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The Best New York Style Pizza Dough and 14 Tips for Success!!

I’ve been making a lot of this NY style pizza dough recipe …. The obsession started a while back, and I’ve finally found a recipe that I love the best! After years of experiments (and I mean years!), I am now using this recipe based on recommendations from the many fine pizza makers at www.pizzamaking.com and the late great Dough Doctor, Tom Lehmann.

best New York Style pizza dough recipe

Making Pizza Dough at Home

Making NY style pizza dough is definitely somewhat of an art form. There are so many variables that can be changed aside from the ingredients alone. For example, these variables include:

  • oven temperature
  • temperature of the water used to make the dough
  • proofing methods (room temp vs cold rise)
  • order of adding the ingredients (yes, this makes a big difference!)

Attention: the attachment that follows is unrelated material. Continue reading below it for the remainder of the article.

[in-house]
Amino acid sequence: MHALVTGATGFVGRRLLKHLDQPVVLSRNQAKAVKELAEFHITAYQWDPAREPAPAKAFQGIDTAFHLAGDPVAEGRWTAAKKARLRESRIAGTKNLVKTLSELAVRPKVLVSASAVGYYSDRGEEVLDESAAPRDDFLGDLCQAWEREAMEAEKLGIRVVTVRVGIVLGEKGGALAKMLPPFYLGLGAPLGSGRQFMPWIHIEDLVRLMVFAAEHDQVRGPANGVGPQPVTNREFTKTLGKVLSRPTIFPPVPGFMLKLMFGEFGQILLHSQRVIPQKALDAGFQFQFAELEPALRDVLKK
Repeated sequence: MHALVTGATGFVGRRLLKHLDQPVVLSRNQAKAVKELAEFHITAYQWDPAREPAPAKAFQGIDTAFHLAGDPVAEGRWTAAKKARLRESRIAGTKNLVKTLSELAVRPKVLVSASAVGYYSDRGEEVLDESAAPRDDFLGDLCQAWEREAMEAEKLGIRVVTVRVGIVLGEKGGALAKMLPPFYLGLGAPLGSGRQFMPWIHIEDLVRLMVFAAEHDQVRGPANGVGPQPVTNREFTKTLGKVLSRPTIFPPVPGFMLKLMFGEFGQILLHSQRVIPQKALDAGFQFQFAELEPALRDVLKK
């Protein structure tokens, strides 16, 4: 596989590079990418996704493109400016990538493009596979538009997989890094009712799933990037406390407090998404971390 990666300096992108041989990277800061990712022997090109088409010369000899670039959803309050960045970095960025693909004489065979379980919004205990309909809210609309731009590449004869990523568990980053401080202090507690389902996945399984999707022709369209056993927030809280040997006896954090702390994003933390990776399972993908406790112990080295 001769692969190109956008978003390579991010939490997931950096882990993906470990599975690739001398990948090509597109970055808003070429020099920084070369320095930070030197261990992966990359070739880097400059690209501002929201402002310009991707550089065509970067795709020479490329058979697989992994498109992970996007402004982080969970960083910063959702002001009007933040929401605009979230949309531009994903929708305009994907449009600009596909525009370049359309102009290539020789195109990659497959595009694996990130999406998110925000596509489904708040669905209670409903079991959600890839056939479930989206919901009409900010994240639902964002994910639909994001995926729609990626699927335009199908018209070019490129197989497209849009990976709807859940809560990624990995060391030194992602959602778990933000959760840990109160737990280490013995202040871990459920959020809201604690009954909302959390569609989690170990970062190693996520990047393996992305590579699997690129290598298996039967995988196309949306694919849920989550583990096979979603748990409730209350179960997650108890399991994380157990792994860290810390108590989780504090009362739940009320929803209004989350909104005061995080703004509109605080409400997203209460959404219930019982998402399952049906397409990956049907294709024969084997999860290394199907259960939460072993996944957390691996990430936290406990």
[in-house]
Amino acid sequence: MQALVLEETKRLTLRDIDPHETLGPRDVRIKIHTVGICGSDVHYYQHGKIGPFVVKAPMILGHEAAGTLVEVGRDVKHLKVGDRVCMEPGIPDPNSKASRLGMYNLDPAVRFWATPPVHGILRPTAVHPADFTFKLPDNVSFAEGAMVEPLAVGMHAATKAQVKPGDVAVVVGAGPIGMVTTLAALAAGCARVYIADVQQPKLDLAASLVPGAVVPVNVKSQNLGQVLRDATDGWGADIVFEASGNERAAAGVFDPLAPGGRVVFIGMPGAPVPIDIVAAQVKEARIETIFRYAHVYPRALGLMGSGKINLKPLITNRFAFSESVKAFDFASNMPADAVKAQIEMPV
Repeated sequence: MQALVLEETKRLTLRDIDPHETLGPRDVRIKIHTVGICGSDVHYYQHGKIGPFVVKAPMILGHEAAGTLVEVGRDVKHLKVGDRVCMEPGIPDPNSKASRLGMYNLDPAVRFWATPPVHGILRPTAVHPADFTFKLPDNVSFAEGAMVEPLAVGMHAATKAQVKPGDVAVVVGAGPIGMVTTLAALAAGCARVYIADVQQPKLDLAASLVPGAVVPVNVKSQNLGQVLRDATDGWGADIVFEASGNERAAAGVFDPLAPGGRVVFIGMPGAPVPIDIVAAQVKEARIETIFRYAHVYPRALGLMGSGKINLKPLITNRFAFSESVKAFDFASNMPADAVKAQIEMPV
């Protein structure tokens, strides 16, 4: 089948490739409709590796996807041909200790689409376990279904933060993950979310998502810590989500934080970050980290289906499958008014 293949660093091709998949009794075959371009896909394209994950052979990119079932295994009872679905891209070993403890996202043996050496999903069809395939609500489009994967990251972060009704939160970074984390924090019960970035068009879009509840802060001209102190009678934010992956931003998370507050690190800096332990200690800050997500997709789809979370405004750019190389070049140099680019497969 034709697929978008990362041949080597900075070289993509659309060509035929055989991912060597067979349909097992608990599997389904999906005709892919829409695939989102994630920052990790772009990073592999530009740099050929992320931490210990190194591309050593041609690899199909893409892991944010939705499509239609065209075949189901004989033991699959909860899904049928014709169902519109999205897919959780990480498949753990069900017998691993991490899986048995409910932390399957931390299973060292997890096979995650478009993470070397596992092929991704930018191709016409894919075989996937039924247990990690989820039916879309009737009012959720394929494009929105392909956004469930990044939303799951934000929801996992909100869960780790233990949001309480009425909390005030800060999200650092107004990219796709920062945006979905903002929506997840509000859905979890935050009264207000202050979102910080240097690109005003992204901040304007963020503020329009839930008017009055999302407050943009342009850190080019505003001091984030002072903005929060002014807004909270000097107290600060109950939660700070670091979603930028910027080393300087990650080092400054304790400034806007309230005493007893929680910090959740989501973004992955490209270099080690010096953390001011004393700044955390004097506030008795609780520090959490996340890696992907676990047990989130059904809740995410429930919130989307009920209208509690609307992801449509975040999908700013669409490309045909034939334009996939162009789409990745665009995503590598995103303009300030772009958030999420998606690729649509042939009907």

• mixing time
  • use of autolyse
  • use of poolish (I don’t do this or the one before, although I have in the past)

And then of course, the toppings which can be simple or as complex as you’d like. But don’t worry too much about all of this – my method is easy and straightforward. Plus, you will make better dough than 99% of the pizza chains out there. You will not want take out anymore!

best new york pizza dough recipe cheese

My Favorite Pizza Dough: The Big Secret (How You Proof the Dough)

My all-time favorite dough is NY style dough, which really is classic pizza dough that is stretched out into a thin crust pizza. This type of pizza dough contains water, flour, salt, instant yeast, and olive oil (and sugar especially when baking in a home oven, to help browning).